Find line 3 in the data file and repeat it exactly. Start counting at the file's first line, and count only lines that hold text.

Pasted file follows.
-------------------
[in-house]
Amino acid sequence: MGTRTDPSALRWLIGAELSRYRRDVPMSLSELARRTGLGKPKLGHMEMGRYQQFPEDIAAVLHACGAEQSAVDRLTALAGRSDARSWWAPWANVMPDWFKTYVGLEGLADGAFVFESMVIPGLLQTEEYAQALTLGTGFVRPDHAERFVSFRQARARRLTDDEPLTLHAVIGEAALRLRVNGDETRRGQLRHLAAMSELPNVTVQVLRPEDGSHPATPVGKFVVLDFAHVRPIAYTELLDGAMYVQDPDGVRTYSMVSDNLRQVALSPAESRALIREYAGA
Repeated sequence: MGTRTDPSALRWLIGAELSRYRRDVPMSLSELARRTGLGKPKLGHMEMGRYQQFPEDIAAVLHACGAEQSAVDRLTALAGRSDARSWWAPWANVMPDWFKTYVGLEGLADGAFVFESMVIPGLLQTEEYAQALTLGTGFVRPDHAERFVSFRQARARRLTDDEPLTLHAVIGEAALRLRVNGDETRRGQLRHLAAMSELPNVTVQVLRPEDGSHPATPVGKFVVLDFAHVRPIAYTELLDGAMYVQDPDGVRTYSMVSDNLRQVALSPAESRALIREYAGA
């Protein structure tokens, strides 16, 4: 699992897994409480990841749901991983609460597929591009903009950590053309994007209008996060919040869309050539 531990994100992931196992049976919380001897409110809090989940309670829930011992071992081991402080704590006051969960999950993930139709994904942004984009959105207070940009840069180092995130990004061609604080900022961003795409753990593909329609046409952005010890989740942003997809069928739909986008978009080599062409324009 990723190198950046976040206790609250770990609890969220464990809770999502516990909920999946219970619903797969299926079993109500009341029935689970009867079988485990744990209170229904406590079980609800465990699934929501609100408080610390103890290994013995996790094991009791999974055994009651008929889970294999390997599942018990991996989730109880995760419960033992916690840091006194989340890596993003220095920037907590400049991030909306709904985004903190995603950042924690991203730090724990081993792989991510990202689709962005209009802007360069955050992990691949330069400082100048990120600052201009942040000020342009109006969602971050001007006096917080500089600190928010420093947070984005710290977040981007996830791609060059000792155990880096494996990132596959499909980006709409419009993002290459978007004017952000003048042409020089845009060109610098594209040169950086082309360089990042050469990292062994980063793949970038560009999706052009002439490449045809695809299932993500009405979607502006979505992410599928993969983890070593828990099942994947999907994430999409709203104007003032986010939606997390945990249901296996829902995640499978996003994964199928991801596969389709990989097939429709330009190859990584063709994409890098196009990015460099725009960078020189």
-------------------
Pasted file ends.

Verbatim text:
Repeated sequence: MGTRTDPSALRWLIGAELSRYRRDVPMSLSELARRTGLGKPKLGHMEMGRYQQFPEDIAAVLHACGAEQSAVDRLTALAGRSDARSWWAPWANVMPDWFKTYVGLEGLADGAFVFESMVIPGLLQTEEYAQALTLGTGFVRPDHAERFVSFRQARARRLTDDEPLTLHAVIGEAALRLRVNGDETRRGQLRHLAAMSELPNVTVQVLRPEDGSHPATPVGKFVVLDFAHVRPIAYTELLDGAMYVQDPDGVRTYSMVSDNLRQVALSPAESRALIREYAGA